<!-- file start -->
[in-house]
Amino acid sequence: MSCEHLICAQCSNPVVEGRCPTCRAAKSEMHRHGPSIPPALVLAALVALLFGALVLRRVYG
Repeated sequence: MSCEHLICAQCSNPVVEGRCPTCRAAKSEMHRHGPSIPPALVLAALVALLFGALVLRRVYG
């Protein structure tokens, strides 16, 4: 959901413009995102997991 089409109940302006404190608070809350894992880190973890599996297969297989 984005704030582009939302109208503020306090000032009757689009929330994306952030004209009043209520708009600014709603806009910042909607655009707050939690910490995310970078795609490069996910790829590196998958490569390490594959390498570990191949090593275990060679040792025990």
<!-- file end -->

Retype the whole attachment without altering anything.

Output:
[in-house]
Amino acid sequence: MSCEHLICAQCSNPVVEGRCPTCRAAKSEMHRHGPSIPPALVLAALVALLFGALVLRRVYG
Repeated sequence: MSCEHLICAQCSNPVVEGRCPTCRAAKSEMHRHGPSIPPALVLAALVALLFGALVLRRVYG
């Protein structure tokens, strides 16, 4: 959901413009995102997991 089409109940302006404190608070809350894992880190973890599996297969297989 984005704030582009939302109208503020306090000032009757689009929330994306952030004209009043209520708009600014709603806009910042909607655009707050939690910490995310970078795609490069996910790829590196998958490569390490594959390498570990191949090593275990060679040792025990």